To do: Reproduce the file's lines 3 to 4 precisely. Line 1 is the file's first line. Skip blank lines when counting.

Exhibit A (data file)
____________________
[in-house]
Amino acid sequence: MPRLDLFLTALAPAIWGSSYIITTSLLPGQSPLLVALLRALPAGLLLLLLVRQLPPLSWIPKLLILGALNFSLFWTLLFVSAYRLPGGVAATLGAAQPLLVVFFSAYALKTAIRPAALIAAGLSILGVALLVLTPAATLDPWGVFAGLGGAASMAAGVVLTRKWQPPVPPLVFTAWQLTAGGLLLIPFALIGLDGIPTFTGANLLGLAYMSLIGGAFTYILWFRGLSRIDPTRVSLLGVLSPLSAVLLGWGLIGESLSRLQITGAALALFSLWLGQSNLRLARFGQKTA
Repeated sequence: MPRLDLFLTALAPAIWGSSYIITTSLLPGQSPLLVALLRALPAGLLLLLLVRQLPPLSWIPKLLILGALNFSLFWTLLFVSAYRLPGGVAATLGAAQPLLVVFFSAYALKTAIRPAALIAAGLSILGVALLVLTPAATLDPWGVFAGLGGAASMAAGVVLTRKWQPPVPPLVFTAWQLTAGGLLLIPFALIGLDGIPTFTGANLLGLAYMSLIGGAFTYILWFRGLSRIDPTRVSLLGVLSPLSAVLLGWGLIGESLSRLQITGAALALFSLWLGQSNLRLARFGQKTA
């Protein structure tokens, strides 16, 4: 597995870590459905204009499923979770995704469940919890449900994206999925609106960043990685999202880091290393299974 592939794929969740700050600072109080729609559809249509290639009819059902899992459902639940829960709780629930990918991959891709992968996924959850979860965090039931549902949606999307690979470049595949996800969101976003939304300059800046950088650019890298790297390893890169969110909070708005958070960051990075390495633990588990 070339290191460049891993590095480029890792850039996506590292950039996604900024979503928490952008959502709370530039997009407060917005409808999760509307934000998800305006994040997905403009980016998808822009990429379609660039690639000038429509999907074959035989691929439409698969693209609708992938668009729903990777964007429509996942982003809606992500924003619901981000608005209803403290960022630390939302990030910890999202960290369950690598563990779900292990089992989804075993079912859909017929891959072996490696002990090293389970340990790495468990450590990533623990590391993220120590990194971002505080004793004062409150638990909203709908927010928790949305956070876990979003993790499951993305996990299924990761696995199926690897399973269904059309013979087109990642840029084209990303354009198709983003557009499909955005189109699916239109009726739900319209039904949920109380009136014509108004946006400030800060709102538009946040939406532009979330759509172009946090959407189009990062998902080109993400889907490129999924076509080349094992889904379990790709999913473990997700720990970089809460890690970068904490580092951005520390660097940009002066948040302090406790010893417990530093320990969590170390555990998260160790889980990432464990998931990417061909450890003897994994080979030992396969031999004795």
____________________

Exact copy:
Repeated sequence: MPRLDLFLTALAPAIWGSSYIITTSLLPGQSPLLVALLRALPAGLLLLLLVRQLPPLSWIPKLLILGALNFSLFWTLLFVSAYRLPGGVAATLGAAQPLLVVFFSAYALKTAIRPAALIAAGLSILGVALLVLTPAATLDPWGVFAGLGGAASMAAGVVLTRKWQPPVPPLVFTAWQLTAGGLLLIPFALIGLDGIPTFTGANLLGLAYMSLIGGAFTYILWFRGLSRIDPTRVSLLGVLSPLSAVLLGWGLIGESLSRLQITGAALALFSLWLGQSNLRLARFGQKTA
């Protein structure tokens, strides 16, 4: 597995870590459905204009499923979770995704469940919890449900994206999925609106960043990685999202880091290393299974 592939794929969740700050600072109080729609559809249509290639009819059902899992459902639940829960709780629930990918991959891709992968996924959850979860965090039931549902949606999307690979470049595949996800969101976003939304300059800046950088650019890298790297390893890169969110909070708005958070960051990075390495633990588990 070339290191460049891993590095480029890792850039996506590292950039996604900024979503928490952008959502709370530039997009407060917005409808999760509307934000998800305006994040997905403009980016998808822009990429379609660039690639000038429509999907074959035989691929439409698969693209609708992938668009729903990777964007429509996942982003809606992500924003619901981000608005209803403290960022630390939302990030910890999202960290369950690598563990779900292990089992989804075993079912859909017929891959072996490696002990090293389970340990790495468990450590990533623990590391993220120590990194971002505080004793004062409150638990909203709908927010928790949305956070876990979003993790499951993305996990299924990761696995199926690897399973269904059309013979087109990642840029084209990303354009198709983003557009499909955005189109699916239109009726739900319209039904949920109380009136014509108004946006400030800060709102538009946040939406532009979330759509172009946090959407189009990062998902080109993400889907490129999924076509080349094992889904379990790709999913473990997700720990970089809460890690970068904490580092951005520390660097940009002066948040302090406790010893417990530093320990969590170390555990998260160790889980990432464990998931990417061909450890003897994994080979030992396969031999004795």